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A companion site to Genome Alberta's
Bovine Genome Sequencing Project
September 22, 2011 5:45 PM

The state of farm journalism

Filed Under: News Events Lisa Guenther

Last week, I joined over two hundred farm journalists in Ontario, to attend the International Federation of Agricultural Journalists’ Congress.  The Congress offered a rare opportunity to measure the pulse of agricultural journalism in Canada and abroad.

While at the Congress, I met a reporter from South Africa, who told me that the government is poised to adopt legislation squashing freedom of the press.  The phone hacking scandal that enveloped Rupert Murdoch’s media empire shows that journalists in the rest of the world still face challenges.  

I also sat down with Henry Heald, a veteran farm journalist and communications professional, to get his perspective on agricultural journalism in Canada. Heald first began covering agriculture when he joined the Canadian Press in 1966. Recently he contributed a chapter to Media Values, published by the International Communications Forum, an organization that promotes media ethics. 

“I guess I’ve come to the conclusion that if anybody’s going to save the world, it’s going to have to be the news media because they’re the only group that has everybody’s ear,” says Heald. “Some people argue that journalism isn’t a profession, it’s a craft. But it’s more than a craft, it’s a responsibility.”

A person only needs to tune into the evening news to see the lack of balanced reporting in the mainstream media.

“So often the news media starts off with the attitude that if it bleeds, it leads. Maybe the good stories are just as important as the bad ones.  So why don’t we tell some good stories and if there are bad stories to tell, balance them with what people are doing to solve the problem,” Heald says.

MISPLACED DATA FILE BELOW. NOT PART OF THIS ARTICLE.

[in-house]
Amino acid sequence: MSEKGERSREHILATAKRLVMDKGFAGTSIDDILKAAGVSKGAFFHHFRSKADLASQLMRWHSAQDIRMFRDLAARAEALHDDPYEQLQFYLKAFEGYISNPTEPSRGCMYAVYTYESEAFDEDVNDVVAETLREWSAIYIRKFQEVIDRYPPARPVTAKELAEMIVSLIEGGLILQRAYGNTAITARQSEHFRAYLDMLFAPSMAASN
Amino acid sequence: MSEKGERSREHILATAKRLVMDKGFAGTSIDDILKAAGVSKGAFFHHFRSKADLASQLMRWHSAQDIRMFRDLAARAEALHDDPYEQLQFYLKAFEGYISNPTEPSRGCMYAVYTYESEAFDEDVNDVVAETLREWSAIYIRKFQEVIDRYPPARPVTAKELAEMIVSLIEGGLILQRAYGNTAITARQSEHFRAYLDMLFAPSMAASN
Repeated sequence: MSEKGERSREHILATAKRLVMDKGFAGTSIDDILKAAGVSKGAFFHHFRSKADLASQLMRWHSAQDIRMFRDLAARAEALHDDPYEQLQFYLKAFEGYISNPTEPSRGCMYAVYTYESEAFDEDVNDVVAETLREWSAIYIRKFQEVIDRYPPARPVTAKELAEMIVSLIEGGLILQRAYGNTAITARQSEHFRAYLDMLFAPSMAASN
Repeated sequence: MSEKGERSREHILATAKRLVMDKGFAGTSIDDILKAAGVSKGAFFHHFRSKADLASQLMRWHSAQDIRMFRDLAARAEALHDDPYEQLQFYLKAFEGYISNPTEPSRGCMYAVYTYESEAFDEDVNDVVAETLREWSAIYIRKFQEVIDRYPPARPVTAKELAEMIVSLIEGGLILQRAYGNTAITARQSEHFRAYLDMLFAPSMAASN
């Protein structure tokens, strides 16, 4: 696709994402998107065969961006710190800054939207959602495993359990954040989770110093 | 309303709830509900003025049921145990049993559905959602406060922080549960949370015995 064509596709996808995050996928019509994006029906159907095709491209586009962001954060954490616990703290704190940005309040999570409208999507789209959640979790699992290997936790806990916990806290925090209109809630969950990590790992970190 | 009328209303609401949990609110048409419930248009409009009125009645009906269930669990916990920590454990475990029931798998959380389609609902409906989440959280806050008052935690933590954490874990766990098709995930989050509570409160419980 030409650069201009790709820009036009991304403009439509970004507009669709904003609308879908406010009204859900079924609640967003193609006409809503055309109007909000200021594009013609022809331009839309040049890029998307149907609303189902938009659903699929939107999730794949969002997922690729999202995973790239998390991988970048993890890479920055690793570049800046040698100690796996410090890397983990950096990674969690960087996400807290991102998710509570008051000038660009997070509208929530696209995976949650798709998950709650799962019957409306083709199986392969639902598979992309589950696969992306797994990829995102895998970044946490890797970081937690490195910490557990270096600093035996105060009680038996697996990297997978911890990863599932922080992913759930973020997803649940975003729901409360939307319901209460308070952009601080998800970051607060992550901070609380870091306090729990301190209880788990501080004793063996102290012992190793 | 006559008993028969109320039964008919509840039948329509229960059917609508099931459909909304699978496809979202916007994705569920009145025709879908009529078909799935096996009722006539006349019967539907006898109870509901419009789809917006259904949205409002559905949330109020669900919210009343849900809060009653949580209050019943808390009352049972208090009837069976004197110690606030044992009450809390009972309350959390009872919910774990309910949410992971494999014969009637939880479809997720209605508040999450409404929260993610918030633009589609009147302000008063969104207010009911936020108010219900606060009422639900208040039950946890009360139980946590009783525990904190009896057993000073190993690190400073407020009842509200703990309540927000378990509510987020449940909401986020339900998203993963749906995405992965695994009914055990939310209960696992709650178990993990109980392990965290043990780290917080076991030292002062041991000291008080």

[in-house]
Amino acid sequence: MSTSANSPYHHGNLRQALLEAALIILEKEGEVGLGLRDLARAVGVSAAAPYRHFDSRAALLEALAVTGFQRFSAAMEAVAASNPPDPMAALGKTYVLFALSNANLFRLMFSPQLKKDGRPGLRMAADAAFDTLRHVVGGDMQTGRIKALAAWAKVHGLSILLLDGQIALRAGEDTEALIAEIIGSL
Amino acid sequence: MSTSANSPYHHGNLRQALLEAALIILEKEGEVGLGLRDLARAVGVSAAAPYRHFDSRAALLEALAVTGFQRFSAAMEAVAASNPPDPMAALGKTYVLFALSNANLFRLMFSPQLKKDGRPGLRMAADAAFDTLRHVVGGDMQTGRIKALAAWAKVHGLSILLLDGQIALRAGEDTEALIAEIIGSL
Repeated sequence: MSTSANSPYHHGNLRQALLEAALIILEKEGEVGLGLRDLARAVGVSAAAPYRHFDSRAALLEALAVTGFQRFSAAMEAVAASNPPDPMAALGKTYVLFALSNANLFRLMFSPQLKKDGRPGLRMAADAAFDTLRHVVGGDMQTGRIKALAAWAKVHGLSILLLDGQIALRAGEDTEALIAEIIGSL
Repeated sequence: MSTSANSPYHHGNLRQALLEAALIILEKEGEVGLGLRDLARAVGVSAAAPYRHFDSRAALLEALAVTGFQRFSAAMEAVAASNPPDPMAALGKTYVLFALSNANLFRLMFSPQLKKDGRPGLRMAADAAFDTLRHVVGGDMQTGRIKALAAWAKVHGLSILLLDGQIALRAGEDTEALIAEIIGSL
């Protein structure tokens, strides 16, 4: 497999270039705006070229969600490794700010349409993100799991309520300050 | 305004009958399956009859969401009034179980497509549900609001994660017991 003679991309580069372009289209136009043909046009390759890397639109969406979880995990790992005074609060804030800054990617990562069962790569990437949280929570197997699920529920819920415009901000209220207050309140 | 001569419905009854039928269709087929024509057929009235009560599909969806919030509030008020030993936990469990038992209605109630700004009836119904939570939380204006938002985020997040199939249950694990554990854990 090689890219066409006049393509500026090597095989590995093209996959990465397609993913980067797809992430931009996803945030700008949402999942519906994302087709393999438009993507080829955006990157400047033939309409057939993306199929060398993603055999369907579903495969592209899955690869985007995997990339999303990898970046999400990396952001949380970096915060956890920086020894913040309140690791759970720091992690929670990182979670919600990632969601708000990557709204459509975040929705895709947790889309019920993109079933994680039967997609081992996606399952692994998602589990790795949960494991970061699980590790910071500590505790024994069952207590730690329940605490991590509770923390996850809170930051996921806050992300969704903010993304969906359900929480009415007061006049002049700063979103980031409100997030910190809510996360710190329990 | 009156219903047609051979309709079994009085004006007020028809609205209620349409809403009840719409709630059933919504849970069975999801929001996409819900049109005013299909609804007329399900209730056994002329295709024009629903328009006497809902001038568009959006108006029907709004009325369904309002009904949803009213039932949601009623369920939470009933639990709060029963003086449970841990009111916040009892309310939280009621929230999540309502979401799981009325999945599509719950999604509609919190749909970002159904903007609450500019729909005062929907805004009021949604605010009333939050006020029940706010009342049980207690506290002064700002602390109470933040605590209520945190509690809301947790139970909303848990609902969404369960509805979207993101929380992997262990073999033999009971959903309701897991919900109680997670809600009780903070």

While the farm media generally doesn’t subscribe to the “if it bleeds, it leads,” philosophy, we might ask ourselves if we sometimes advocate too much for the agriculture industry. I asked Heald directly whether agriculture journalism is generally balanced.
Henry Heald
“You don’t find very much in the farm papers that’s critical of any part of the agriculture industry…for a lot of them, their agenda is to help farmers become better farmers. The Ontario Milk Producers produces a wonderful magazine. They take a stand against the government on issues like supply management and stuff like that. I don’t know whether there are any aspects of the industry itself they should be getting after. I guess I became almost the same way. It seemed to me that there were lots of good stories to tell,” Heald says. 

Whatever their beat, all journalists should make sure their reporting is balanced and responsible, Heald states.

“You can tell a story that expresses controversy on an issue without badmouthing somebody who’s involved in it. Don’t destroy somebody’s character, somebody’s reputation, when you don’t have to,” Heald says. Honesty about one’s own motives, and a desire to find the stories about people living the values we need in our society, are also characteristics of a good journalist.

When asked what advice he would give young journalists, Heald tells a story about Bill Porter, founder of the International Communications Forum. As Porter was on his deathbed, his family gathered to catch his last words.

“With his dying breath, he said, ‘check your sources.’”

Photo of Henry Heald by David Channer. Photo previously published in For a Change.

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